In the opening prayer of the Mass in honor of Saint Francis of Assisi, we ask our heavenly Father that “we may follow your Son by walking in the footsteps of Francis of Assisi and by imitating his joyful love.”
I had a wonderful taste of that joyful love of the Church for Saint Francis of Assisi when, on October 3, 1993, my travel companions and I arrived in Assisi to celebrate this great feast which is especially meaningful to us Dominicans since Saints Dominic and Francis were personal friends and we speak of each of them as “Our Holy Father.” There was no possibility of finding lodging in Assisi that night since thousands come to celebrate the feast of Saint Francis in the town of his birth, life, and death. So we went to the neighboring town of Spello, on the other side of Mount Subasio, to find hotel rooms, and then returned to Assisi to celebrate Saint Francis’s death on the night of Oct. 3, 1226. As we were leaving the little city, the townspeople were following an ancient custom of placing thousands of lamps on the city walls, outlining them in flickering firelight which was simply beautiful as we drove away from the town and could enjoy the sight of its parapets from the perspective of some distance.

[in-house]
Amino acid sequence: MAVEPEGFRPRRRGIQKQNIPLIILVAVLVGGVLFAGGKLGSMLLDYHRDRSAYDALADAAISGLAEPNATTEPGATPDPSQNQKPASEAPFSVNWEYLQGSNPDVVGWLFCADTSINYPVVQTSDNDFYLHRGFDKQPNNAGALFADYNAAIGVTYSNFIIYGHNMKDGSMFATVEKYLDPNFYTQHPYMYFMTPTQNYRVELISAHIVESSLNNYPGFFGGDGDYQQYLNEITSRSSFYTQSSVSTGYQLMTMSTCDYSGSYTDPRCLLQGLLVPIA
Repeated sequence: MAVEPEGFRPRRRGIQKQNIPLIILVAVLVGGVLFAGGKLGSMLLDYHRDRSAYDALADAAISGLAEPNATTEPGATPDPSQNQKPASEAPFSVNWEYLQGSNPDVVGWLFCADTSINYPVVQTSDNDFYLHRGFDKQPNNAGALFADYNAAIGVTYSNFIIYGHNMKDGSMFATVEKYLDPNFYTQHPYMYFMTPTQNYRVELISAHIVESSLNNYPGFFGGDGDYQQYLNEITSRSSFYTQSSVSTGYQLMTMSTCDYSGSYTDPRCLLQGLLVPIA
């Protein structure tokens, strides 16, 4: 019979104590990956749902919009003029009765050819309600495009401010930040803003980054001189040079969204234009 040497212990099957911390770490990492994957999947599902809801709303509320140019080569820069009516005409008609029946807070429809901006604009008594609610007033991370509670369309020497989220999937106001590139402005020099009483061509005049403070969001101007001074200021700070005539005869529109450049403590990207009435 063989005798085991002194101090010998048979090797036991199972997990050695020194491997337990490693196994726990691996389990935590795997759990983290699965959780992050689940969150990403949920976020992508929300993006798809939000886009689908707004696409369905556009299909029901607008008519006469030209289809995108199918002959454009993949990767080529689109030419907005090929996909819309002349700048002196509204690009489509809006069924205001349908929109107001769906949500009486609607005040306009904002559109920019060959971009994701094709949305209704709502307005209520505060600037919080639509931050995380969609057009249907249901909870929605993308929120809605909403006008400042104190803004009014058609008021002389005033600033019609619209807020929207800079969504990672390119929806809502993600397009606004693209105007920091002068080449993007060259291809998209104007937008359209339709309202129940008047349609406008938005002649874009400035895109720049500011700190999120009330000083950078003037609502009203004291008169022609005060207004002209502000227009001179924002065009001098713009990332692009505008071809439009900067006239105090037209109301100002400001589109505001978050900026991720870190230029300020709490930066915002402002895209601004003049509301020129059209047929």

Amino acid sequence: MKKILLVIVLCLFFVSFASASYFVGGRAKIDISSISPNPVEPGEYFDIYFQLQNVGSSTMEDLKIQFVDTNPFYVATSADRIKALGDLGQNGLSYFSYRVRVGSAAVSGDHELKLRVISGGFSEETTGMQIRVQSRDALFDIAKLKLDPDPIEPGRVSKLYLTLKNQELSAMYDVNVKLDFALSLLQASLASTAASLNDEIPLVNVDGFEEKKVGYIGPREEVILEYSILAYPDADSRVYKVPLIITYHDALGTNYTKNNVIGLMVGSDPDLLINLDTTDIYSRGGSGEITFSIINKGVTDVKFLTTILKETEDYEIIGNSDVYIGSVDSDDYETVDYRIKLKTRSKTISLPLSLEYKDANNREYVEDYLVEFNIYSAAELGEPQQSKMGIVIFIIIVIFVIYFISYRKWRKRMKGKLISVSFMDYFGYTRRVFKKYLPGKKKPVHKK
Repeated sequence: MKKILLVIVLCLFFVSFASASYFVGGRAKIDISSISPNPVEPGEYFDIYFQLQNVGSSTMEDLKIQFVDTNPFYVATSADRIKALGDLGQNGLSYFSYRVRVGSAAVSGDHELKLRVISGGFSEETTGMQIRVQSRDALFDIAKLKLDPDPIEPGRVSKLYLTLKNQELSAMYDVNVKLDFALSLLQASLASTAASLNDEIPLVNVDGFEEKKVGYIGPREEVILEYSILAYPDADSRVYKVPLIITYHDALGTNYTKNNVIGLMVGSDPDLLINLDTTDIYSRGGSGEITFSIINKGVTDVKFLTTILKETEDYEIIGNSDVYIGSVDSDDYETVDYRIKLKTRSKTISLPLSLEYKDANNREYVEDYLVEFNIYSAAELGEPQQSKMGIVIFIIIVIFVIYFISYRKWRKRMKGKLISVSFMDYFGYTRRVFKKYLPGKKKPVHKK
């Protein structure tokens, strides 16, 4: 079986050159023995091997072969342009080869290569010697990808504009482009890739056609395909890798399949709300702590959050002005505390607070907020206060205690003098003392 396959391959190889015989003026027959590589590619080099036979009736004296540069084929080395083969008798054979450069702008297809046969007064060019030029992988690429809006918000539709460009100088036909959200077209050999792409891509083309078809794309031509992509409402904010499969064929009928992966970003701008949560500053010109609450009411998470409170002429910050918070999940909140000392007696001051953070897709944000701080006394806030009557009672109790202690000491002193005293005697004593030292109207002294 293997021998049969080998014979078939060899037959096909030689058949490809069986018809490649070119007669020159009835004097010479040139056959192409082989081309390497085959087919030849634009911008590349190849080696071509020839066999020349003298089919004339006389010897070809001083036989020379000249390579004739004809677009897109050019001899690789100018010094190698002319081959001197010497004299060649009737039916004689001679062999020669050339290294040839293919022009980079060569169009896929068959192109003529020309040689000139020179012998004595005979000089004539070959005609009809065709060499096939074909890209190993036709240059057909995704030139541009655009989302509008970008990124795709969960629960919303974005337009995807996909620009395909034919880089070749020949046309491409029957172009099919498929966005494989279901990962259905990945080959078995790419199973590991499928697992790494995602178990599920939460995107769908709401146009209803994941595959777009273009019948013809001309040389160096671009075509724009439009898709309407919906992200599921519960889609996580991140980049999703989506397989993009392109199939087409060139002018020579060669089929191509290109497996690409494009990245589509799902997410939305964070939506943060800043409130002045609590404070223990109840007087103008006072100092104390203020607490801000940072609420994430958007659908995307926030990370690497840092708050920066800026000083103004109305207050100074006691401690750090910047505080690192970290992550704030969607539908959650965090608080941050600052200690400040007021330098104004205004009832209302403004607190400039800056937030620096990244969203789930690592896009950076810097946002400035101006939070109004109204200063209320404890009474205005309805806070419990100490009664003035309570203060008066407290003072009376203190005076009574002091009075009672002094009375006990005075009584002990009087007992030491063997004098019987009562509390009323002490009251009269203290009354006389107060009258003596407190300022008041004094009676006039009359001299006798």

The next day, after celebrating Mass at the monastery of the Poor Clares (Franciscan cloistered nuns) in Spello, we returned to Assisi for all the festivities in honor of Saint Francis. Each region of Italy — there are twenty of them — sends a delegation of its citizens to represent it at Assisi on the feast of Saint Francis. They come with their regional costumes, musical instruments, singers and dancers, and the nearby areas send wagons pulled by oxen, mules, or horses, all decorated in appropriate finery. It was a delightful experience! Assisi is made all the more impressive by so many actual objects associated with Saint Francis: the house of his birth, the baptismal font in which he was baptized; churches he attended, a tiny chapel which he rebuilt with his own hands and which became the cradle of the Franciscan spirituality, and then his tomb deep down in the recesses of the great basilica of San Francesco.
The story is told that one time, one of his friars came to Saint Francis and asked his permission to go to school to study the sacred sciences. But Francis had founded not an order of intellectuals but of poor men who would simply preach the love and goodness of God. So he told the petitioning friar, “You don’t need to go to school. Just say the ‘Glory be to the Father . . .’ often, with as much devotion as you can, and you will learn all you need to know.” That is very good advice for most of us, too. It is not erudition that we need; it is love. Thank you for seeking God’s truth. God Bless you. Father Victor Brown, O.P.
Note: This message was composed some years ago.